Reviews: Sleepin’ Cutie & A Ladder to the Stars, both MacRobert Arts Centre, University of Stirling


By Mark Brown


Sleepin’ Cutie

MacRobert Arts Centre, University of Stirling

Until December 31

Sleepin' Cutie#
Sleepin’ Cutie. Photo: Mihaela Bodlovic

They say that the best things come to those who wait. That is certainly true of Sleepin’ Cutie, Johnny McKnight’s latest pastiche pantomime for the MacBob.

The show, in which the titular “Cutie” (aka Princess Bonnie) is abandoned to a long sleep by her sadist mother and dog chain-wearing masochist father, takes a little time to get going. Maybe it’s the perplexing S&M theme, or perhaps it’s the early volley of pop culture references (many of which go whizzing over the heads of the children in the audience), but the panto makes an unusually slow start.

Fear not, however, director Julie Ellen’s production soon picks up pace and, by the interval, is already shaping up to be another Yuletide humdinger for the MacRobert. Partly this is down to McKnight’s script finding its mojo, but it also has a lot to do with the show boasting one of the finest casts in the Scottish pantosphere.

When you have the likes of Robert Jack (winner of the Best Male Performance gong in this year’s Critics’ Award for Theatre in Scotland, as the gloriously silly Jester) and Helen McAlpine (explosively hilarious as the baddie Queenie McMeanie) on your stage, panto magic is all but guaranteed. Add Gavin Wright (wonderfully unbridled as both the masochist King Barry and Queenie’s little, green sprog Leanie McMeanie) and Keith McLeish (a sassy, sharp-talking revelation as Fairy Contrary), and there’s enough theatrical energy for two pantos.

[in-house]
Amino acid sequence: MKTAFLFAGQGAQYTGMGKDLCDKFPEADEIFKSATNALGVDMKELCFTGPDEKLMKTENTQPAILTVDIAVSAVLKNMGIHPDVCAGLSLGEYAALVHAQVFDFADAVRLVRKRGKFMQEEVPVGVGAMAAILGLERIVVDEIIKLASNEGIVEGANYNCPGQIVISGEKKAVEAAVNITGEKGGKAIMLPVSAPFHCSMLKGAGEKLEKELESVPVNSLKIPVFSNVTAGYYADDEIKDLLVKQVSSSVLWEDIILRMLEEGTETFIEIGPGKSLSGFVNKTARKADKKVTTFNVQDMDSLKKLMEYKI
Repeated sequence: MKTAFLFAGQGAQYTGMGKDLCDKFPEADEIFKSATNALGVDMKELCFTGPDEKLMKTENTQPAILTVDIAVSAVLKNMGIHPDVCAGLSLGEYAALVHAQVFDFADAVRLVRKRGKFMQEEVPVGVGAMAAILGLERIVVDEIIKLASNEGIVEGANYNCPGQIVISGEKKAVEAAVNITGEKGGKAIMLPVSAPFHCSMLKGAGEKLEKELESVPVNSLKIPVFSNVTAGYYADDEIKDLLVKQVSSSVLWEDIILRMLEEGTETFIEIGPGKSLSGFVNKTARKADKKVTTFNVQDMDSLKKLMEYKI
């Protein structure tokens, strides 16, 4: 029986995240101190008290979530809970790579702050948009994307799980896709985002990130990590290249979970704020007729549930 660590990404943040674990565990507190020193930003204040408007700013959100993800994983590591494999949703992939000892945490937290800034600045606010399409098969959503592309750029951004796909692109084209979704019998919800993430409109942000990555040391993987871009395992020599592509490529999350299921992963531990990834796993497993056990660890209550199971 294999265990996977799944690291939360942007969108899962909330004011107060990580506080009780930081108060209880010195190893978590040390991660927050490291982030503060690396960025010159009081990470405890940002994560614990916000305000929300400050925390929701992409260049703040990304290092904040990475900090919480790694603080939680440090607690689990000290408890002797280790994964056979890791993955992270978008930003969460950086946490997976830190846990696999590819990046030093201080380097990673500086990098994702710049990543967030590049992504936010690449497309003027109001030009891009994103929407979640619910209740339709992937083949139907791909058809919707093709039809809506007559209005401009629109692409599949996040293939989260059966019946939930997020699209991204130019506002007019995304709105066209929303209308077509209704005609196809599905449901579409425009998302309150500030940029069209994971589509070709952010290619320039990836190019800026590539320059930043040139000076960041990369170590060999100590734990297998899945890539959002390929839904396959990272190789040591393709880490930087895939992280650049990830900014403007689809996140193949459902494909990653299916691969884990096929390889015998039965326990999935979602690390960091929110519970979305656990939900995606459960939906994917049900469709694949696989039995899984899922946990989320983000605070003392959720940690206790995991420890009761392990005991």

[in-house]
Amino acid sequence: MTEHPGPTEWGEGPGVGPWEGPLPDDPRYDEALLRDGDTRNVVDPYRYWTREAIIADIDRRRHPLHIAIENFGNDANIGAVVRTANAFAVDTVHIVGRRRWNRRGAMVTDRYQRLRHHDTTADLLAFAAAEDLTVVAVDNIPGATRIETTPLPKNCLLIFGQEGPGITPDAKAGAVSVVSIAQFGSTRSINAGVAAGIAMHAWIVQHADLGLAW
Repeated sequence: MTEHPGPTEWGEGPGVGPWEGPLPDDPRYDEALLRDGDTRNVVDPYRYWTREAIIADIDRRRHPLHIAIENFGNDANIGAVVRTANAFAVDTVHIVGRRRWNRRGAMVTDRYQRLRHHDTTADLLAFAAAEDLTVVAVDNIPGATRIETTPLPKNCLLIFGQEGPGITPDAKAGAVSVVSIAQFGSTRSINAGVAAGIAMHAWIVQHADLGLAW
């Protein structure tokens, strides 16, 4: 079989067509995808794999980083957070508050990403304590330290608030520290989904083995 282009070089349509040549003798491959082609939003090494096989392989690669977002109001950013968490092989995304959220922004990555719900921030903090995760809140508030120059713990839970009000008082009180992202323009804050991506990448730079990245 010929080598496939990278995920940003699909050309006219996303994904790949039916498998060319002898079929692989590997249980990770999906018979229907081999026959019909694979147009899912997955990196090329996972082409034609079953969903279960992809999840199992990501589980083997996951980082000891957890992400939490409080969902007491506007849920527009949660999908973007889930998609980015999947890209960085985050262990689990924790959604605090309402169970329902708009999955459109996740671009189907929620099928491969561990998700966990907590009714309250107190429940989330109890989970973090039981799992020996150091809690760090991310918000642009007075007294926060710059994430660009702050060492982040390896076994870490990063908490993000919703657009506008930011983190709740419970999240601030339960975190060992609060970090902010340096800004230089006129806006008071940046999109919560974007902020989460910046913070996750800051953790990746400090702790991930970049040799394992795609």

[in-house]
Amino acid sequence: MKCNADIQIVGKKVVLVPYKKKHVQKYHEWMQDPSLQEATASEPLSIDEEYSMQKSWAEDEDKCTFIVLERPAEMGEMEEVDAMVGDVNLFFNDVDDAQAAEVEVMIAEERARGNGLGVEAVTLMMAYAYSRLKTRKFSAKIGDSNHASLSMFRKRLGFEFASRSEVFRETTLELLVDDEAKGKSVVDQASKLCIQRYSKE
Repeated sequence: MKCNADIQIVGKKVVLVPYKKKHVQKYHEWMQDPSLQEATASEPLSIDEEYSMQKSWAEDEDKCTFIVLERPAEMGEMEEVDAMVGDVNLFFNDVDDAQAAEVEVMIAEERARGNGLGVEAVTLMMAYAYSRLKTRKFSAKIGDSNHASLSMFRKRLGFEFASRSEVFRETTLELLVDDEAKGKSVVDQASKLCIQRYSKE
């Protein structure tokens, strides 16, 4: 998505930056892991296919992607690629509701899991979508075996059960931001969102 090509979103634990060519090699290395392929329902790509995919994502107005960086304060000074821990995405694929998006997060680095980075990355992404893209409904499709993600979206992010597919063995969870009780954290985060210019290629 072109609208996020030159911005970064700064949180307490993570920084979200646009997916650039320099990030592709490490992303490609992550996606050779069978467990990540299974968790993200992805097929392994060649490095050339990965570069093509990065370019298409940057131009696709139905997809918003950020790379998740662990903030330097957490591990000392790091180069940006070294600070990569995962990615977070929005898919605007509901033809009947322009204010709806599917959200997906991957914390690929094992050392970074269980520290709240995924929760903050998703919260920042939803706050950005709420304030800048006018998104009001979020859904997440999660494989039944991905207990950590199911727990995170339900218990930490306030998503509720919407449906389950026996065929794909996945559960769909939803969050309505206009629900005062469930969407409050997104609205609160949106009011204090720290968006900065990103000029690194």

When Prince Charming (played in knowingly ironic, thigh-slapping principal boy style by Katie Barnett) arrives, the audience gets right behind Jester, who is not-so-secretly in love with Bonnie (the fine voiced Kara Swinney). This is due not only to Jack’s undeniable charm in the role of the pantomime dafty, but also, one suspects, to Barnett’s Prince being a Lord Flashheart wannabe with a posh voice that’s more annoying than funny.

As ever at the MacBob, the cast is supported by a chorus of talented, all-singing, all-dancing local kids.

It takes a little time, but when Sleepin’ Cutie wakes up, it rouses itself into another hit Stirlingshire pantomime.



A Laddder to the Stars

MacRobert Arts Centre, University of Stirling

Until December 24


Back to the MacBob, to the venue’s excellent, little studio theatre, for A Ladder to the Stars, a play for children aged five and under by Glasgow-based children’s theatre company Visible Fictions and Aberdeen Performing Arts. Adapted from Simon Puttock’s children’s book by Visible Fictions’ director Dougie Irvine, the show tells the story of an unnamed, seven-year-old girl who wishes, not upon a star, but to dance with a star.

The tale, in which the moon and the sun (among others) try to find ways of getting the little girl into outer space, is made for the talents of puppet maker Ailie Cohen, set designer Becky Minto and props maker Marian Colquhoun. Cohen’s puppet for the wee girl is as cleverly manipulable as it is charming visually.

Minto’s design is like a regular theatre set that has been miniaturised in every aspect. This includes a neat, little stage revolve, which actors/puppeteers Carmen Pieraccini and Ronan McMahon use to the full (think the Generation Game conveyor belt delivering key props in the story).

The props themselves, which range from a delightful, wee hot air balloon to a couple of life-size astronauts’ helmets (which, humorously, appear on the actors’ heads as they emerge from a pair of cardboard boxes), and the smartly attuned lighting (by Grahame Gardner) complete a design triumph.

Sadly, however, despite the best efforts of the talented Pieraccini and McMahon, the structure of the piece requires too much (by way of patient viewing) of the increasingly restless, young theatregoers. A delightful looking show, then, but one which, ultimately, isn’t sufficiently engaging for its pre-school audience.

These reviews were originally published in The Herald on Sunday on December 2, 2018

© Mark Brown


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